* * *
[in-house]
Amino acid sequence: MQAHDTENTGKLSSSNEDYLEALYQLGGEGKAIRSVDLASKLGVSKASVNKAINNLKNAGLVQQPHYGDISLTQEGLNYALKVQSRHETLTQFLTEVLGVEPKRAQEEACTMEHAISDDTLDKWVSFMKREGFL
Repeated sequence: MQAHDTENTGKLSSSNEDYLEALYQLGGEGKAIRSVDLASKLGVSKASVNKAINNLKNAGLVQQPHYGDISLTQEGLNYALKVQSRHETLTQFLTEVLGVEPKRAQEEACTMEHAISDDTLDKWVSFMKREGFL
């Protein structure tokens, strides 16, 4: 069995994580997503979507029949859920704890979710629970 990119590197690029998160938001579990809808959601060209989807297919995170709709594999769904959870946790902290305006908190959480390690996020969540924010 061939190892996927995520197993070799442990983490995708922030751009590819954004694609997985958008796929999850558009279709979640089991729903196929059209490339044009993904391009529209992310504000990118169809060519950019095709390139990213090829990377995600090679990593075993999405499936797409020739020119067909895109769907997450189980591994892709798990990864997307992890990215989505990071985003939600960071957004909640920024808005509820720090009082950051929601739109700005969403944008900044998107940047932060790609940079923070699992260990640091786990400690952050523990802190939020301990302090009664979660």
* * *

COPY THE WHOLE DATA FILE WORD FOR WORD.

[in-house]
Amino acid sequence: MQAHDTENTGKLSSSNEDYLEALYQLGGEGKAIRSVDLASKLGVSKASVNKAINNLKNAGLVQQPHYGDISLTQEGLNYALKVQSRHETLTQFLTEVLGVEPKRAQEEACTMEHAISDDTLDKWVSFMKREGFL
Repeated sequence: MQAHDTENTGKLSSSNEDYLEALYQLGGEGKAIRSVDLASKLGVSKASVNKAINNLKNAGLVQQPHYGDISLTQEGLNYALKVQSRHETLTQFLTEVLGVEPKRAQEEACTMEHAISDDTLDKWVSFMKREGFL
């Protein structure tokens, strides 16, 4: 069995994580997503979507029949859920704890979710629970 990119590197690029998160938001579990809808959601060209989807297919995170709709594999769904959870946790902290305006908190959480390690996020969540924010 061939190892996927995520197993070799442990983490995708922030751009590819954004694609997985958008796929999850558009279709979640089991729903196929059209490339044009993904391009529209992310504000990118169809060519950019095709390139990213090829990377995600090679990593075993999405499936797409020739020119067909895109769907997450189980591994892709798990990864997307992890990215989505990071985003939600960071957004909640920024808005509820720090009082950051929601739109700005969403944008900044998107940047932060790609940079923070699992260990640091786990400690952050523990802190939020301990302090009664979660």